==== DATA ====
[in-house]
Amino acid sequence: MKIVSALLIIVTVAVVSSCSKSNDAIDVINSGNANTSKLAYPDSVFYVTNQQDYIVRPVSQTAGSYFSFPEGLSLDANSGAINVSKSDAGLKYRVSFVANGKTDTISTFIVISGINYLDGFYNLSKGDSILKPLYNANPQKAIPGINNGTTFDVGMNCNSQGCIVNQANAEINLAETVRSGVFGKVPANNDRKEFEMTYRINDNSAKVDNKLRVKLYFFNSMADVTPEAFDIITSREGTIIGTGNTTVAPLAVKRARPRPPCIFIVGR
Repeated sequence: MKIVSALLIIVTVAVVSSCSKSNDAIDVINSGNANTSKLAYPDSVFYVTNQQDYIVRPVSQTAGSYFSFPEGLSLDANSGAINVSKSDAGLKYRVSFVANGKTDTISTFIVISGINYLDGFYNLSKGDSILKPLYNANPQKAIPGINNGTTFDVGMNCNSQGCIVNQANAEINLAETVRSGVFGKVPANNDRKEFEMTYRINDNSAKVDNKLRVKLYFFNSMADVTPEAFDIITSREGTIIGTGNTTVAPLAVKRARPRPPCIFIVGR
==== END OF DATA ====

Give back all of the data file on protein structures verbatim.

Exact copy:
[in-house]
Amino acid sequence: MKIVSALLIIVTVAVVSSCSKSNDAIDVINSGNANTSKLAYPDSVFYVTNQQDYIVRPVSQTAGSYFSFPEGLSLDANSGAINVSKSDAGLKYRVSFVANGKTDTISTFIVISGINYLDGFYNLSKGDSILKPLYNANPQKAIPGINNGTTFDVGMNCNSQGCIVNQANAEINLAETVRSGVFGKVPANNDRKEFEMTYRINDNSAKVDNKLRVKLYFFNSMADVTPEAFDIITSREGTIIGTGNTTVAPLAVKRARPRPPCIFIVGR
Repeated sequence: MKIVSALLIIVTVAVVSSCSKSNDAIDVINSGNANTSKLAYPDSVFYVTNQQDYIVRPVSQTAGSYFSFPEGLSLDANSGAINVSKSDAGLKYRVSFVANGKTDTISTFIVISGINYLDGFYNLSKGDSILKPLYNANPQKAIPGINNGTTFDVGMNCNSQGCIVNQANAEINLAETVRSGVFGKVPANNDRKEFEMTYRINDNSAKVDNKLRVKLYFFNSMADVTPEAFDIITSREGTIIGTGNTTVAPLAVKRARPRPPCIFIVGR